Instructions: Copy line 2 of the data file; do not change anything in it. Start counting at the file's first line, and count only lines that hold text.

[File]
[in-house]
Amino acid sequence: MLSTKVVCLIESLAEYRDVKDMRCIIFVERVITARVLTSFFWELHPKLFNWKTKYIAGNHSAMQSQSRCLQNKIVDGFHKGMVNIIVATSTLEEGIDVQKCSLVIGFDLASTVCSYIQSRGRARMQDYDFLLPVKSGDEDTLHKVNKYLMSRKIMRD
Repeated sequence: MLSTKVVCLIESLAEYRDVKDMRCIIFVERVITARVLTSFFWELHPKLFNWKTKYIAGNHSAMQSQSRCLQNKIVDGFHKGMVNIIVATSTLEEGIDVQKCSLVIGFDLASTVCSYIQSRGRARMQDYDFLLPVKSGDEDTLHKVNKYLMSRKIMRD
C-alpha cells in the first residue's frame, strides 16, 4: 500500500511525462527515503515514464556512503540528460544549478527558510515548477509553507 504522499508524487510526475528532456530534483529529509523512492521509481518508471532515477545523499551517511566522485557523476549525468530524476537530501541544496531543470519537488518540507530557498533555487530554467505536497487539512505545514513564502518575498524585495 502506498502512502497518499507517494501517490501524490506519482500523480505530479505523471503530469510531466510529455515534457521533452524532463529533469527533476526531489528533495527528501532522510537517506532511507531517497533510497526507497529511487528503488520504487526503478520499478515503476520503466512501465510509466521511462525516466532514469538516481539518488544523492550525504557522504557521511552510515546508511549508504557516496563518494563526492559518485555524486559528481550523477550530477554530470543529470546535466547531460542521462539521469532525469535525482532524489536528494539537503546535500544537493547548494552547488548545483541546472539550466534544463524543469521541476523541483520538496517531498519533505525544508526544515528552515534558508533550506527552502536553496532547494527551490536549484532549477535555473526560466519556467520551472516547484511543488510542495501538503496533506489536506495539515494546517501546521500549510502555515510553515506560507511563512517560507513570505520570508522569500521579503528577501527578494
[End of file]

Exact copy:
Amino acid sequence: MLSTKVVCLIESLAEYRDVKDMRCIIFVERVITARVLTSFFWELHPKLFNWKTKYIAGNHSAMQSQSRCLQNKIVDGFHKGMVNIIVATSTLEEGIDVQKCSLVIGFDLASTVCSYIQSRGRARMQDYDFLLPVKSGDEDTLHKVNKYLMSRKIMRD